The anti-truck "safety" group Citizens for Reliable and Safe Highways is reportedly critical of the automated paperless log system that Werner Enterprises is testing in a federal program — allegations that Werner calls "absurd."

According to published reports, CRASH has raised concerns in letters to federal officials that the system does not properly record slow speeds or short travel distances.
Officials at CRASH did not return calls. However, in a letter to federal officials posted on its web site ( that appears to refer to Werner, CRASH alleges the Office of Motor Carriers and Highway Safety "has permitted a major motor carrier participating in a pilot program to violate commercial driver hours of service limits without public review of the safety consequences and without adhering to any of the statutory requirements of TEA-21 for conducting pilot programs."
According to published reports, CRASH's complaint is that Werner's paperless logs automatically record truck idle time of more than two hours as sleeper berth time. In addition, speeds less than 20 mph are not considered valid and are calculated instead by dividing the distance traveled by the average miles per hour. CRASH says this means a driver could sit in heavy traffic when his logs say he's sleeping, and alleges this is a violation of hours-of-service regulations.
Werner CEO Clarence Werner said in a prepared statement that while it is true that if the truck idles or does not move for more than two hours the program records it as sleeper berth time, "these are default assumptions only. The drivers have been instructed and trained in how to make entries that will correct these assumptions for the true facts."
"Admittedly, there is no camera in the truck to tell us when a driver is actually in the sleeper berth," Werner says. "For that information, we must rely, as do the paper logs, on the information provided by the drivers. … We have over 6,500 trucks on the road each day. If a few of those trucks are caught in a traffic jam where they are forced to spend hours going only a short distance, and that driver fails to accurately record the true facts as he or she is instructed to do, that driver's hours may be recorded inaccurately for that time period. To suggest that somehow that problem would not have arisen under a paper log system is … absurd."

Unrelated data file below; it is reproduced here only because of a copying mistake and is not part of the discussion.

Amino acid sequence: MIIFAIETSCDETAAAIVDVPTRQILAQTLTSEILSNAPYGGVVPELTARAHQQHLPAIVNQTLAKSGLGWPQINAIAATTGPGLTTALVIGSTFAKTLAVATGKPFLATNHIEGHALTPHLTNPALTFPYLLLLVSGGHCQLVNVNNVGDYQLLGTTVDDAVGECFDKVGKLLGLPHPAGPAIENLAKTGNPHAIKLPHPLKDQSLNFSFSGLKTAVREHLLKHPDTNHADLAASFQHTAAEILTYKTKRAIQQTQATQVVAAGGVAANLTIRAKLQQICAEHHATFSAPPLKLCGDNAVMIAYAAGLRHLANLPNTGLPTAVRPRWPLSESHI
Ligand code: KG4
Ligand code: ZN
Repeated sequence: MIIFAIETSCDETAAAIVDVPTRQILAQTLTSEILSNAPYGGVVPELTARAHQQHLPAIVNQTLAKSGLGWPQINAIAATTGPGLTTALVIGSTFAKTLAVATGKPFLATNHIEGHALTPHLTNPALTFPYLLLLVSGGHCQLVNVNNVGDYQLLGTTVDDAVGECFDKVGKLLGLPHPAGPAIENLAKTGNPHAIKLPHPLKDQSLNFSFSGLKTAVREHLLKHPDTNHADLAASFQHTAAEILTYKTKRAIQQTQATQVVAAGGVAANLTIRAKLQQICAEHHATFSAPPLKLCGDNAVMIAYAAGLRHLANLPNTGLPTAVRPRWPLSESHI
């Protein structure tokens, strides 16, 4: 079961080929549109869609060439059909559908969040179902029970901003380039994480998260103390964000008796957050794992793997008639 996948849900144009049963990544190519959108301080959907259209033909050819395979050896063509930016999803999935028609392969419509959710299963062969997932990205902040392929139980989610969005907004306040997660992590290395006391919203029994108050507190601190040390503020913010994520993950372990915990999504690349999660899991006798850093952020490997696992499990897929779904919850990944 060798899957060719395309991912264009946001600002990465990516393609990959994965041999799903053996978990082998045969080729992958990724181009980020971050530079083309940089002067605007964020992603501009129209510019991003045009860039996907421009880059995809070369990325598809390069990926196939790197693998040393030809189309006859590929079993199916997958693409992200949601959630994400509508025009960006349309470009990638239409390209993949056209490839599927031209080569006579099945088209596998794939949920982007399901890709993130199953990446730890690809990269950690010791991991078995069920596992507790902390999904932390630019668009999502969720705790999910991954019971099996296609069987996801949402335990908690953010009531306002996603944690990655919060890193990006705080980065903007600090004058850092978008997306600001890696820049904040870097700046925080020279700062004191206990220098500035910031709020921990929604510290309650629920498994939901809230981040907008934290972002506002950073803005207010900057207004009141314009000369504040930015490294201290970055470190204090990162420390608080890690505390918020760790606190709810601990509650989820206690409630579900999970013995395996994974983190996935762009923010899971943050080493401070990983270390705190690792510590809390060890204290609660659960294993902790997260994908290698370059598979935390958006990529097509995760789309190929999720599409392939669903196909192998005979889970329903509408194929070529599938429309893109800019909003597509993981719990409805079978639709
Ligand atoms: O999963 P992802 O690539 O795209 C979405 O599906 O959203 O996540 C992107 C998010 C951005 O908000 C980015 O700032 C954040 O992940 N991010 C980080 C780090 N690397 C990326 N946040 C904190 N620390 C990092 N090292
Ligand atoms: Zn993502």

Werner also questioned CRASH's motives: "CRASH has for many years shown itself to be absolutely biased and critical of every aspect of the trucking industry. … It is obvious that CRASH is pursuing its separate agenda of attempting to discredit the Department of Transportation and is willing to sacrifice a program undertaken in the name of highway safety to accomplish its agenda. … If CRASH was actually interested in the issue of highway safety as a paramount objective, it would not only have taken the time to gather the facts and understand the system, but would be supportive of the paperless logs system."
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